From the Summer 2002 issue of The News Media & The Law, page 46.
A new rule proposed by Attorney General John Ashcroft would allow pleadings before the Immigration and Naturalization Service to be filed under seal and would allow immigration judges to close proceedings when sealed materials were considered.
The rule went into effect on May 21 but could face revision following a recent public comment period.
The rule creates a new section to the Code of Federal Regulations authorizing INS judges to issue protective orders and accept documents under seal. It also amends an existing section to permit judges to close hearings when sealed information is considered.
The provision is designed to “ensure that sensitive law enforcement or national security information can be protected against general disclosure, while still affording full use of the information by the immigration judges, Board of Immigration Appeals, the respondent, and the courts.”
As written, the proposed rule would permit a protective order where there is “a substantial likelihood that disclosure or dissemination will harm the law enforcement or national security interests of the United States.”
The rule also allows INS judges to issue gag orders to prevent an immigrant from disclosing anything he has learned from the protected information. A part of the rule also provides that if either the immigrant or the attorney violates the order, the court may then deny all discretionary relief to the immigrant and the attorney may be barred from practicing before the immigration courts.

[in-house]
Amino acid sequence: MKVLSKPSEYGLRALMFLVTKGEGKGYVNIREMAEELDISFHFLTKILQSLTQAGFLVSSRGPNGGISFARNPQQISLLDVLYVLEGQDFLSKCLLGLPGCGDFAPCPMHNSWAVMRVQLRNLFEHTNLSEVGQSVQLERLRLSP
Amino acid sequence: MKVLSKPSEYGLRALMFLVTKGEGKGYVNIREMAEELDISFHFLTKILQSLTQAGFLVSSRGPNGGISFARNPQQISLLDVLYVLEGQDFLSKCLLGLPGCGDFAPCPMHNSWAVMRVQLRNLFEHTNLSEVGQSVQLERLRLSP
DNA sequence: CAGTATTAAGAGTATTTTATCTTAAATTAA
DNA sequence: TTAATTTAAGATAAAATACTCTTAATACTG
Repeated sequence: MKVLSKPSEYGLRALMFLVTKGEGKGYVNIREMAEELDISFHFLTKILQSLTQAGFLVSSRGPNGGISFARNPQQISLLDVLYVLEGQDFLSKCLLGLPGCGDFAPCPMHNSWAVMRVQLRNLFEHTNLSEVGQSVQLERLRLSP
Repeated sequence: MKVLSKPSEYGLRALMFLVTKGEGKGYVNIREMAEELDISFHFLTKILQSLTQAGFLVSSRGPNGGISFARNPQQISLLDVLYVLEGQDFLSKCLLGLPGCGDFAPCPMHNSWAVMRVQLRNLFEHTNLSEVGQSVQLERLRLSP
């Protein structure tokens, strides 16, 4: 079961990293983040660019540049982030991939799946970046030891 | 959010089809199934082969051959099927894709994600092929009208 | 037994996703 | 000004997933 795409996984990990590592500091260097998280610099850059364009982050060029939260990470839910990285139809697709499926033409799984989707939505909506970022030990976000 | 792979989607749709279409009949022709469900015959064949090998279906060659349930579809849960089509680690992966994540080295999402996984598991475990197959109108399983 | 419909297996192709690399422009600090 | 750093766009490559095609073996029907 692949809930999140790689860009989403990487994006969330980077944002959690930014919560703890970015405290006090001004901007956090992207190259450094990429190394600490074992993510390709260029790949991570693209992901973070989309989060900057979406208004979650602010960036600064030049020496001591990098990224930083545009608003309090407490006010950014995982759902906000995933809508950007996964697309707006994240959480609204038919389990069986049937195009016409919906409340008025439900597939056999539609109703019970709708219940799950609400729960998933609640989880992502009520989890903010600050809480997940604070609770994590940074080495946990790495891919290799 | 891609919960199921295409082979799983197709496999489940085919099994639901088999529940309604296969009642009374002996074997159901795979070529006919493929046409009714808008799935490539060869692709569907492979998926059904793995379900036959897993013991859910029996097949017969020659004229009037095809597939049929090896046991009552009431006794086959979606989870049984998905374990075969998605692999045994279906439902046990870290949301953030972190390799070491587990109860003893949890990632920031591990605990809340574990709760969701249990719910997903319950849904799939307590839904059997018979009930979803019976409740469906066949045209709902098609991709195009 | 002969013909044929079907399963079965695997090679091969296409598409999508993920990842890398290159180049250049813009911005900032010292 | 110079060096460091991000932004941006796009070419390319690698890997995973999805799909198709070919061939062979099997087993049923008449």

Opponents to the rule argue that any provision for protective or sealing orders must comply with the constitutional requirements used in ordinary courts. They say the public and press should be given notice and an opportunity to be heard on the issue, and a sealing order should be issued only if there are specific findings of fact that demonstrate a necessity for such an order.
They note, too, that the U.S. Supreme Court itself has determined that a presumption of openness governs the courts.
The proposed rule states that it “compliments” a directive issued by Chief Immigration Judge Michael Creppy on Sept. 21, 2001. The Creppy Memorandum directed all immigration judges to close all proceedings related to September 11 investigations.
That memorandum, however, was struck down by federal District Judge John W. Bissell in New Jersey. The court ruled that the INS could not enforce an across-the-board policy of closing all proceedings, and proceedings may be closed only if there are findings of fact indicating a necessity for closure.
The government appealed. The Supreme Court has issued a stay to prevent courts from opening immigration proceedings until after appeals are exhausted. (Interim Rule amending 8 CFR 3.27 and adding 8 CFR 3.46 to authorize immigration judges to issue protective orders and accept documents under seal.) — AG